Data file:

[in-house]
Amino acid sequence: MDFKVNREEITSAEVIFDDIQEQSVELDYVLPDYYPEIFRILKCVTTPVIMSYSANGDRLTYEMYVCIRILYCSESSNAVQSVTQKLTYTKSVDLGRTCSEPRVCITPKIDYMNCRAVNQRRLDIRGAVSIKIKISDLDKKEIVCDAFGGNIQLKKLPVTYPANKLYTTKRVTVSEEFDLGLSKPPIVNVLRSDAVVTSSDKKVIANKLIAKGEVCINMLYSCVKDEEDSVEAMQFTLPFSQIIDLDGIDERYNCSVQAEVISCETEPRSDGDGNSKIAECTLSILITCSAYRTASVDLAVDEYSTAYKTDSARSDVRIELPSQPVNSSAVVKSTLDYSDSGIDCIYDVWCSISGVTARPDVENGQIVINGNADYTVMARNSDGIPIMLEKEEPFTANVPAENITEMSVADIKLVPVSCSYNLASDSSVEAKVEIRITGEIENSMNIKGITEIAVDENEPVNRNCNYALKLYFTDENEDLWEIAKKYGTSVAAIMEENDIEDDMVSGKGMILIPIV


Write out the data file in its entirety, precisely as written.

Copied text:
[in-house]
Amino acid sequence: MDFKVNREEITSAEVIFDDIQEQSVELDYVLPDYYPEIFRILKCVTTPVIMSYSANGDRLTYEMYVCIRILYCSESSNAVQSVTQKLTYTKSVDLGRTCSEPRVCITPKIDYMNCRAVNQRRLDIRGAVSIKIKISDLDKKEIVCDAFGGNIQLKKLPVTYPANKLYTTKRVTVSEEFDLGLSKPPIVNVLRSDAVVTSSDKKVIANKLIAKGEVCINMLYSCVKDEEDSVEAMQFTLPFSQIIDLDGIDERYNCSVQAEVISCETEPRSDGDGNSKIAECTLSILITCSAYRTASVDLAVDEYSTAYKTDSARSDVRIELPSQPVNSSAVVKSTLDYSDSGIDCIYDVWCSISGVTARPDVENGQIVINGNADYTVMARNSDGIPIMLEKEEPFTANVPAENITEMSVADIKLVPVSCSYNLASDSSVEAKVEIRITGEIENSMNIKGITEIAVDENEPVNRNCNYALKLYFTDENEDLWEIAKKYGTSVAAIMEENDIEDDMVSGKGMILIPIV